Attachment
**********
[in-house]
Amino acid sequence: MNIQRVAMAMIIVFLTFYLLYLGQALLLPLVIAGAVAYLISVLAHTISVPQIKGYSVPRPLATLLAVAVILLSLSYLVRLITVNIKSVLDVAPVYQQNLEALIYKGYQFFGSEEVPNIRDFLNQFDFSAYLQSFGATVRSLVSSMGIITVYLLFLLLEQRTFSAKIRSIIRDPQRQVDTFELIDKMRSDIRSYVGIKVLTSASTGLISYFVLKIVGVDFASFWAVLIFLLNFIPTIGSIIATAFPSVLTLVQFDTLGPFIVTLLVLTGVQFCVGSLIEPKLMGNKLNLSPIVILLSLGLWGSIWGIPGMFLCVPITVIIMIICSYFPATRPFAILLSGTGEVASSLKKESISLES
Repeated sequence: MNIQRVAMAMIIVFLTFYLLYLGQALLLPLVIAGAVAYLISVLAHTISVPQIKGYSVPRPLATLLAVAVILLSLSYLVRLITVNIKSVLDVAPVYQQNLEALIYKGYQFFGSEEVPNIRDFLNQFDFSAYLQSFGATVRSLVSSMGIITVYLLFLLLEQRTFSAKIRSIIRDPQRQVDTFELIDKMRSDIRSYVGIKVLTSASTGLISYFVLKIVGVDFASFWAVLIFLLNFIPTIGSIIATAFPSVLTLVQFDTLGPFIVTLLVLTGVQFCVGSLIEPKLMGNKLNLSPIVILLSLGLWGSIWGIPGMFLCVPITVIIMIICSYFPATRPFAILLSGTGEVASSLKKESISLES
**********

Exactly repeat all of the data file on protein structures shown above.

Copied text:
[in-house]
Amino acid sequence: MNIQRVAMAMIIVFLTFYLLYLGQALLLPLVIAGAVAYLISVLAHTISVPQIKGYSVPRPLATLLAVAVILLSLSYLVRLITVNIKSVLDVAPVYQQNLEALIYKGYQFFGSEEVPNIRDFLNQFDFSAYLQSFGATVRSLVSSMGIITVYLLFLLLEQRTFSAKIRSIIRDPQRQVDTFELIDKMRSDIRSYVGIKVLTSASTGLISYFVLKIVGVDFASFWAVLIFLLNFIPTIGSIIATAFPSVLTLVQFDTLGPFIVTLLVLTGVQFCVGSLIEPKLMGNKLNLSPIVILLSLGLWGSIWGIPGMFLCVPITVIIMIICSYFPATRPFAILLSGTGEVASSLKKESISLES
Repeated sequence: MNIQRVAMAMIIVFLTFYLLYLGQALLLPLVIAGAVAYLISVLAHTISVPQIKGYSVPRPLATLLAVAVILLSLSYLVRLITVNIKSVLDVAPVYQQNLEALIYKGYQFFGSEEVPNIRDFLNQFDFSAYLQSFGATVRSLVSSMGIITVYLLFLLLEQRTFSAKIRSIIRDPQRQVDTFELIDKMRSDIRSYVGIKVLTSASTGLISYFVLKIVGVDFASFWAVLIFLLNFIPTIGSIIATAFPSVLTLVQFDTLGPFIVTLLVLTGVQFCVGSLIEPKLMGNKLNLSPIVILLSLGLWGSIWGIPGMFLCVPITVIIMIICSYFPATRPFAILLSGTGEVASSLKKESISLES